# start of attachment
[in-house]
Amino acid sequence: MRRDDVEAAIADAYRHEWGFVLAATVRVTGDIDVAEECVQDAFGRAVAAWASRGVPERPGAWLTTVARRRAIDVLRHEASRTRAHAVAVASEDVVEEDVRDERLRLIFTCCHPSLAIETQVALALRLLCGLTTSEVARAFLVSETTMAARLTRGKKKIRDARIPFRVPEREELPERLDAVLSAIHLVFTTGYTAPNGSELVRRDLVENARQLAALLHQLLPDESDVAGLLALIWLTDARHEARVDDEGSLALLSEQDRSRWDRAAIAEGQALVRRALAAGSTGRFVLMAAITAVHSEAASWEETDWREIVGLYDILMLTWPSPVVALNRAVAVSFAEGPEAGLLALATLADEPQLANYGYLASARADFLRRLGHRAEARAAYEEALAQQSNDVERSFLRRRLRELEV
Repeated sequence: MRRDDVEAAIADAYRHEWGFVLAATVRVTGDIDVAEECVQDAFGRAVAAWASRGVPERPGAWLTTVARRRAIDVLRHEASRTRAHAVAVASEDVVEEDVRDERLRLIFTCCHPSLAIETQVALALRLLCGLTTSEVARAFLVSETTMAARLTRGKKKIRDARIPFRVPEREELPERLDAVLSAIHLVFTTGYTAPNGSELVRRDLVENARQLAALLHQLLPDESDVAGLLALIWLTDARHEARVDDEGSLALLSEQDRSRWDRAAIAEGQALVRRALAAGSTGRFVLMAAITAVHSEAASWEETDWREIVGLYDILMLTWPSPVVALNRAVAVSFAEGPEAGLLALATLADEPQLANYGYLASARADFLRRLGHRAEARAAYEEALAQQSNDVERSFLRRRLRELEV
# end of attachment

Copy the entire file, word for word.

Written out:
[in-house]
Amino acid sequence: MRRDDVEAAIADAYRHEWGFVLAATVRVTGDIDVAEECVQDAFGRAVAAWASRGVPERPGAWLTTVARRRAIDVLRHEASRTRAHAVAVASEDVVEEDVRDERLRLIFTCCHPSLAIETQVALALRLLCGLTTSEVARAFLVSETTMAARLTRGKKKIRDARIPFRVPEREELPERLDAVLSAIHLVFTTGYTAPNGSELVRRDLVENARQLAALLHQLLPDESDVAGLLALIWLTDARHEARVDDEGSLALLSEQDRSRWDRAAIAEGQALVRRALAAGSTGRFVLMAAITAVHSEAASWEETDWREIVGLYDILMLTWPSPVVALNRAVAVSFAEGPEAGLLALATLADEPQLANYGYLASARADFLRRLGHRAEARAAYEEALAQQSNDVERSFLRRRLRELEV
Repeated sequence: MRRDDVEAAIADAYRHEWGFVLAATVRVTGDIDVAEECVQDAFGRAVAAWASRGVPERPGAWLTTVARRRAIDVLRHEASRTRAHAVAVASEDVVEEDVRDERLRLIFTCCHPSLAIETQVALALRLLCGLTTSEVARAFLVSETTMAARLTRGKKKIRDARIPFRVPEREELPERLDAVLSAIHLVFTTGYTAPNGSELVRRDLVENARQLAALLHQLLPDESDVAGLLALIWLTDARHEARVDDEGSLALLSEQDRSRWDRAAIAEGQALVRRALAAGSTGRFVLMAAITAVHSEAASWEETDWREIVGLYDILMLTWPSPVVALNRAVAVSFAEGPEAGLLALATLADEPQLANYGYLASARADFLRRLGHRAEARAAYEEALAQQSNDVERSFLRRRLRELEV